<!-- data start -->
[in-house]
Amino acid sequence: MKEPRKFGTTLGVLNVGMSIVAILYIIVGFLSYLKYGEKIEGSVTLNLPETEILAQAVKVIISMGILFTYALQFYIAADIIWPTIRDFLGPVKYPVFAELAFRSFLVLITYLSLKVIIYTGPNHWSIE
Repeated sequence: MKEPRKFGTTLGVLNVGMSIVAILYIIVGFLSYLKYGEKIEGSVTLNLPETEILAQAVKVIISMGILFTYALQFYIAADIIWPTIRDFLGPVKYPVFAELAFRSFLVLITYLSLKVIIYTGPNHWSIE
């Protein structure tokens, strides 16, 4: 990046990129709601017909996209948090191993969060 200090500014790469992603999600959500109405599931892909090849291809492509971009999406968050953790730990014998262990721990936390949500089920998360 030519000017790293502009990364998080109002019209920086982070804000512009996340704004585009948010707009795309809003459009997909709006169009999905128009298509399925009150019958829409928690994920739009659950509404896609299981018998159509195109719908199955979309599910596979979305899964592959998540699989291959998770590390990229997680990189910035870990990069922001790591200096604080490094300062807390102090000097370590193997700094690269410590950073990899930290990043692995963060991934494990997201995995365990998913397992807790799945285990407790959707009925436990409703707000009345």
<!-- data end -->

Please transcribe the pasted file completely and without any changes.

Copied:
[in-house]
Amino acid sequence: MKEPRKFGTTLGVLNVGMSIVAILYIIVGFLSYLKYGEKIEGSVTLNLPETEILAQAVKVIISMGILFTYALQFYIAADIIWPTIRDFLGPVKYPVFAELAFRSFLVLITYLSLKVIIYTGPNHWSIE
Repeated sequence: MKEPRKFGTTLGVLNVGMSIVAILYIIVGFLSYLKYGEKIEGSVTLNLPETEILAQAVKVIISMGILFTYALQFYIAADIIWPTIRDFLGPVKYPVFAELAFRSFLVLITYLSLKVIIYTGPNHWSIE
């Protein structure tokens, strides 16, 4: 990046990129709601017909996209948090191993969060 200090500014790469992603999600959500109405599931892909090849291809492509971009999406968050953790730990014998262990721990936390949500089920998360 030519000017790293502009990364998080109002019209920086982070804000512009996340704004585009948010707009795309809003459009997909709006169009999905128009298509399925009150019958829409928690994920739009659950509404896609299981018998159509195109719908199955979309599910596979979305899964592959998540699989291959998770590390990229997680990189910035870990990069922001790591200096604080490094300062807390102090000097370590193997700094690269410590950073990899930290990043692995963060991934494990997201995995365990998913397992807790799945285990407790959707009925436990409703707000009345």